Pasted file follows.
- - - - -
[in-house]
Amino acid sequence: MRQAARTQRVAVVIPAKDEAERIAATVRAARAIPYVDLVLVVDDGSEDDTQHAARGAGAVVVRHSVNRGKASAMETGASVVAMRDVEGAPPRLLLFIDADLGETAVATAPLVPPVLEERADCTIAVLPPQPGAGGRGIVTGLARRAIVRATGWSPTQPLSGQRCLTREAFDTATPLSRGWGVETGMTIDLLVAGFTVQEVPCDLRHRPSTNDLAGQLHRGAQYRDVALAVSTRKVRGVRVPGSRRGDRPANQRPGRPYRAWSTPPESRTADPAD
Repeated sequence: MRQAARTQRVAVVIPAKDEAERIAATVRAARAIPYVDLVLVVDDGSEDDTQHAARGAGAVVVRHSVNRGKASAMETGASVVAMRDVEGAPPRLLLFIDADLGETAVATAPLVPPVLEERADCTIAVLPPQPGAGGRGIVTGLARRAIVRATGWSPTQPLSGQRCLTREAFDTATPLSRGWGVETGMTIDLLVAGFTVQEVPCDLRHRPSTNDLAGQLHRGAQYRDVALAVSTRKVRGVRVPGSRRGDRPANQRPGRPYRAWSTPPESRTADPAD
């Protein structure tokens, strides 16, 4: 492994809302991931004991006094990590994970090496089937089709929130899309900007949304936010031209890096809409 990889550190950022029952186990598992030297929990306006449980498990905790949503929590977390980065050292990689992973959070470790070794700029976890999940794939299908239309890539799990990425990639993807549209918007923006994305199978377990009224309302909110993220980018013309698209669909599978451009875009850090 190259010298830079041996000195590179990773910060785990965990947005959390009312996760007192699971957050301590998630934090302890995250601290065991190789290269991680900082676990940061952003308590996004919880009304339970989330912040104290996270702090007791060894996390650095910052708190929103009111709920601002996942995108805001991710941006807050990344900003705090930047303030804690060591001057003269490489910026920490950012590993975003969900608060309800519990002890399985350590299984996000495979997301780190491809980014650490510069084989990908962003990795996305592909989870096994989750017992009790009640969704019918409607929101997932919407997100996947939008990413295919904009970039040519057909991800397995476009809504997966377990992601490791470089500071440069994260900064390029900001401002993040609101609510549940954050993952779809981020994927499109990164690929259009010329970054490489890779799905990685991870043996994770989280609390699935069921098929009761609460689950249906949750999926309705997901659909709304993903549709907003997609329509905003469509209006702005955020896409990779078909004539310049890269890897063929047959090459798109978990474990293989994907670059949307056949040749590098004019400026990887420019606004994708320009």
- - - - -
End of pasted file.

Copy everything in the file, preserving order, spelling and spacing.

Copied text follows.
[in-house]
Amino acid sequence: MRQAARTQRVAVVIPAKDEAERIAATVRAARAIPYVDLVLVVDDGSEDDTQHAARGAGAVVVRHSVNRGKASAMETGASVVAMRDVEGAPPRLLLFIDADLGETAVATAPLVPPVLEERADCTIAVLPPQPGAGGRGIVTGLARRAIVRATGWSPTQPLSGQRCLTREAFDTATPLSRGWGVETGMTIDLLVAGFTVQEVPCDLRHRPSTNDLAGQLHRGAQYRDVALAVSTRKVRGVRVPGSRRGDRPANQRPGRPYRAWSTPPESRTADPAD
Repeated sequence: MRQAARTQRVAVVIPAKDEAERIAATVRAARAIPYVDLVLVVDDGSEDDTQHAARGAGAVVVRHSVNRGKASAMETGASVVAMRDVEGAPPRLLLFIDADLGETAVATAPLVPPVLEERADCTIAVLPPQPGAGGRGIVTGLARRAIVRATGWSPTQPLSGQRCLTREAFDTATPLSRGWGVETGMTIDLLVAGFTVQEVPCDLRHRPSTNDLAGQLHRGAQYRDVALAVSTRKVRGVRVPGSRRGDRPANQRPGRPYRAWSTPPESRTADPAD
């Protein structure tokens, strides 16, 4: 492994809302991931004991006094990590994970090496089937089709929130899309900007949304936010031209890096809409 990889550190950022029952186990598992030297929990306006449980498990905790949503929590977390980065050292990689992973959070470790070794700029976890999940794939299908239309890539799990990425990639993807549209918007923006994305199978377990009224309302909110993220980018013309698209669909599978451009875009850090 190259010298830079041996000195590179990773910060785990965990947005959390009312996760007192699971957050301590998630934090302890995250601290065991190789290269991680900082676990940061952003308590996004919880009304339970989330912040104290996270702090007791060894996390650095910052708190929103009111709920601002996942995108805001991710941006807050990344900003705090930047303030804690060591001057003269490489910026920490950012590993975003969900608060309800519990002890399985350590299984996000495979997301780190491809980014650490510069084989990908962003990795996305592909989870096994989750017992009790009640969704019918409607929101997932919407997100996947939008990413295919904009970039040519057909991800397995476009809504997966377990992601490791470089500071440069994260900064390029900001401002993040609101609510549940954050993952779809981020994927499109990164690929259009010329970054490489890779799905990685991870043996994770989280609390699935069921098929009761609460689950249906949750999926309705997901659909709304993903549709907003997609329509905003469509209006702005955020896409990779078909004539310049890269890897063929047959090459798109978990474990293989994907670059949307056949040749590098004019400026990887420019606004994708320009």